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Acute and chronic insomnia both mean sleepless nights and jittery days. The difference is how long the waking and shaking lasts. 

Both types of insomnia are marked by difficulties falling and remaining asleep at night, as well as staying alert and awake during the day. Those who struggle with this sleep disorder suffer constant fatigue, which can wreak havoc on every aspect of daily life, including energy level, mood, at-work performance and general health. Unsurprisingly, one of the chief symptoms is irritability.

What is acute insomnia?

Also called transient or short-term insomnia, acute insomnia usually lasts between a day and a couple of weeks. It’s a common side effect of an emotionally disruptive experience — for instance, the death of a loved one, a job loss, an illness or other stressful event.

Even travel, when it involves crossing time zones and jet lag, can trigger temporary insomnia, as can changes to your environment such as noise level, increased light or temperature shifts. Medications for asthma and depression are also known culprits.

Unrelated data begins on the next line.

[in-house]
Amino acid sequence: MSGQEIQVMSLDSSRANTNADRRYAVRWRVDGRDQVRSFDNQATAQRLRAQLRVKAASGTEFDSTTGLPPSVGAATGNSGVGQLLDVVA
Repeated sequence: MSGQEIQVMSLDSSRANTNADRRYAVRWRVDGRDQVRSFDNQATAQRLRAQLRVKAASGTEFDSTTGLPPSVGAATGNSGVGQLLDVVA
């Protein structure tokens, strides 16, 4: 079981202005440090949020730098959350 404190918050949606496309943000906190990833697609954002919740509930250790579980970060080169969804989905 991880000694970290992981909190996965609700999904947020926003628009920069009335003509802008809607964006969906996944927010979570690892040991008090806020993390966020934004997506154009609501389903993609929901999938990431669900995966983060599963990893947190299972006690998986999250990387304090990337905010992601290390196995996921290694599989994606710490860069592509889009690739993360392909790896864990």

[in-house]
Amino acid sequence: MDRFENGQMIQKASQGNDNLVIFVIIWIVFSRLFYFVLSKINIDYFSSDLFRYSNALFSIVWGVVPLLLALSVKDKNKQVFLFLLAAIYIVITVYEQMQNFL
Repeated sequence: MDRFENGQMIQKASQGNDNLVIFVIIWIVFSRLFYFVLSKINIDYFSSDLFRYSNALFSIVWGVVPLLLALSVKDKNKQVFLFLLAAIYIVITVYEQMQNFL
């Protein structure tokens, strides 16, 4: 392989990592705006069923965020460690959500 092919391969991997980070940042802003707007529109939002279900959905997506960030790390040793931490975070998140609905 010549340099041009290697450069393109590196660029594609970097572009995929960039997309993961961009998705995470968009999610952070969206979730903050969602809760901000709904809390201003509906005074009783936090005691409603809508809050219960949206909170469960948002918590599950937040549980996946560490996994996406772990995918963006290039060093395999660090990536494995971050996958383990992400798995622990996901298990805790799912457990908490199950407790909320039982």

While it’s certainly unpleasant, the good news about acute insomnia is that it’s relatively temporary. Sleep almost always returns when a situation resolves itself, the stress recedes or you accustom yourself to a new situation. 

Does that mean chronic insomnia lasts for months?

Whereas acute insomnia rocks your sleep pattern for a relatively short burst, chronic sleeplessness stretches out to an epic length of time. Though there are various ways to define it, one generally accepted description is disrupted sleep that occurs three nights per week and lasts at least three months. (Some experts say it’s extreme sleep trouble that lasts at least three nights a week for a month or more.) Chronic insomnia can have many causes, including prolonged stress or pain, shift work, unhealthy sleep habits, certain medications or other clinical disorders. 


Well, at least they've narrowed down the causes...

Though it’s probably of little consolation, about 30 percent of Americans report having insomnia symptoms in a given year. If you’ve tried all the natural remedies and nothing’s worked, debilitating insomnia is a good reason to pay your primary care doc a visit. He or she may prescribe some type of sleeping pill to get you over the hump and back to better rest habits.

However, one health expert recently argued in The New York Times that data indicates cognitive behavioral therapy, which involves training a problem sleeper to adopt new habits, may be more effective than the pharmaceutical approach.